Sunday, March 31, 2013

Sunday Reading

Old Warriors — Jill Filipovic at The Nation explores the myth that Roe v. Wade started the culture war and that marriage equality will further it.

Numerous commentators, most notably at The New York Times, have expressed concern that a broad ruling on marriage equality could turn into the next Roe v. Wade, igniting decades-long culture wars and damaging public perception of the Supreme Court. Better to rule narrowly, they say, and let the states follow the emerging trajectory towards marriage equality.

That argument, though, is not only totally ahistorical, but dangerous for both civil rights and the Court’s credibility.

Contrary to the current mythology, Roe didn’t incite the culture wars, and before the case was decided in 1973, the right to abortion across the fifty states was far from a foregone conclusion. As Linda Greenhouse and Reva B. Siegel detail in their book Before Roe v. Wade: Voices That Shaped the Abortion Debate Before the Supreme Court’s Ruling, an organized, primarily Catholic Church–backed anti-abortion movement existed in force before Roe. Although abortion rights were initially championed by Republicans and favored by a majority of Americans, social conservatives saw an opening to exploit for political gain. According to Greenhouse, before the Court decided Roe, conservative architects of the “New Right” had already decided to use opposition to abortion as part of a strategy for party realignment that would come to fruition with the election of Ronald Reagan in 1980. “New Right” leaders sought to bring Catholics and into the party and politicize Evangelicals to form a coalition of traditionalists based on hostility to progress and change.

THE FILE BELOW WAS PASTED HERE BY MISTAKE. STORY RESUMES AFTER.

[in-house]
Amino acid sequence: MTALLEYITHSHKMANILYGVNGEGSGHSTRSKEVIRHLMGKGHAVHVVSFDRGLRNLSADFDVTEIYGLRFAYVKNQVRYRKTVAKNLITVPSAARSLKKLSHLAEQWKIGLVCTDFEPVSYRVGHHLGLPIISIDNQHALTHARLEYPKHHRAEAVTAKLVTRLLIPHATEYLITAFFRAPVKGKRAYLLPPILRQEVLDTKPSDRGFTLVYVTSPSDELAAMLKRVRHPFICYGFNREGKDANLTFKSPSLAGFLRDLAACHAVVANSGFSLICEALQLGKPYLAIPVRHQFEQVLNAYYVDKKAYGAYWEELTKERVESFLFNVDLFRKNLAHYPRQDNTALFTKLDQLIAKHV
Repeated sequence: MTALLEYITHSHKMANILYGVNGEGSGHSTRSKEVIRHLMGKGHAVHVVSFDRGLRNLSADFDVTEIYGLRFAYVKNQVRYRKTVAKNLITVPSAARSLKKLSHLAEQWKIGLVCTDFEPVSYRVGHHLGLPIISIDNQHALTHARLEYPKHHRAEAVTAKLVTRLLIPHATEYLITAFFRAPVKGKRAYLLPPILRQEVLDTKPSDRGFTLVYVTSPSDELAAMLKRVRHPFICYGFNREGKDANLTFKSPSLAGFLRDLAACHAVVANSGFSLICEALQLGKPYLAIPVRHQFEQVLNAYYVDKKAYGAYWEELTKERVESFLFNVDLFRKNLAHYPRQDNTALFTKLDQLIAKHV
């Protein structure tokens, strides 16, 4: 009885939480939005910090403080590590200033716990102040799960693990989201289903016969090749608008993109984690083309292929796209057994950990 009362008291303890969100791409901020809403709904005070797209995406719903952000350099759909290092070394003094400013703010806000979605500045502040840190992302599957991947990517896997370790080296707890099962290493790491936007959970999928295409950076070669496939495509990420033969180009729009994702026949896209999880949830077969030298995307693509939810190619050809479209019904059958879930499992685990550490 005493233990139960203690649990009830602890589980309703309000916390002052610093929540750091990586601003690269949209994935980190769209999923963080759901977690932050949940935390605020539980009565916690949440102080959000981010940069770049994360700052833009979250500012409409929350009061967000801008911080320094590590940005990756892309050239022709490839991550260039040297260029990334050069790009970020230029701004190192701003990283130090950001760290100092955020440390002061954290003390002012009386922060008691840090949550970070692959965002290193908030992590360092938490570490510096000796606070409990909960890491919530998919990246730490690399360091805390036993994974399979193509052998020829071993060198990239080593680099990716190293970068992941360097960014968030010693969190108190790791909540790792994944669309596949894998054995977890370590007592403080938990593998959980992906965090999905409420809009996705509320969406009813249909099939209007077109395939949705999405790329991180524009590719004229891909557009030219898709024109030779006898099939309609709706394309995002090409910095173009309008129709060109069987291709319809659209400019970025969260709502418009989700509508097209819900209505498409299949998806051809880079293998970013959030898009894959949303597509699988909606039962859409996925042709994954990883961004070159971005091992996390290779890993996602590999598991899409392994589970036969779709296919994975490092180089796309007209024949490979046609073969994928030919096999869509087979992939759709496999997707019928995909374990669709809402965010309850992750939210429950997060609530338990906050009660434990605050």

Abortion was hardly their only issue. The new conservative coalition opposed the Equal Rights Amendment, claiming that gender equality would destroy the family and send our daughters to war. They stoked white voters’ fears of full racial integration with racist tropes about black criminals and welfare queens. Those narratives and appeals to tradition continue today, with social conservatives hoping for a return to a gauzy vision of Good Old Days America before the social upheavals of the 1960s and ’70s—and before women, people of color, religious minorities and other marginalized groups were able to secure a full range of rights.

A different ruling in Roe—or none at all—wouldn’t have prevented a Republican Party realignment that was already underway. It wouldn’t have prevented abortion, and the rights of women and other traditionally disempowered groups, from becoming controversial political issues. But a Roe-free United States would almost certainly mean a United States wherein abortion laws were wildly varied, with women in many parts of the country having no legal right to abortion at all. Similarly, even though Brown v. Board of Education inspired an immediate backlash from Southern racists, it’s tough to argue that without court intervention, racial integration of public schools and other facilities would be better without Brown than the (admittedly lacking) state of racial equality today.

Acceptance — Aaron Hartzler tells how he gets along with his parents who would rather see him dead than gay.

“Honey, we’re praying for you.”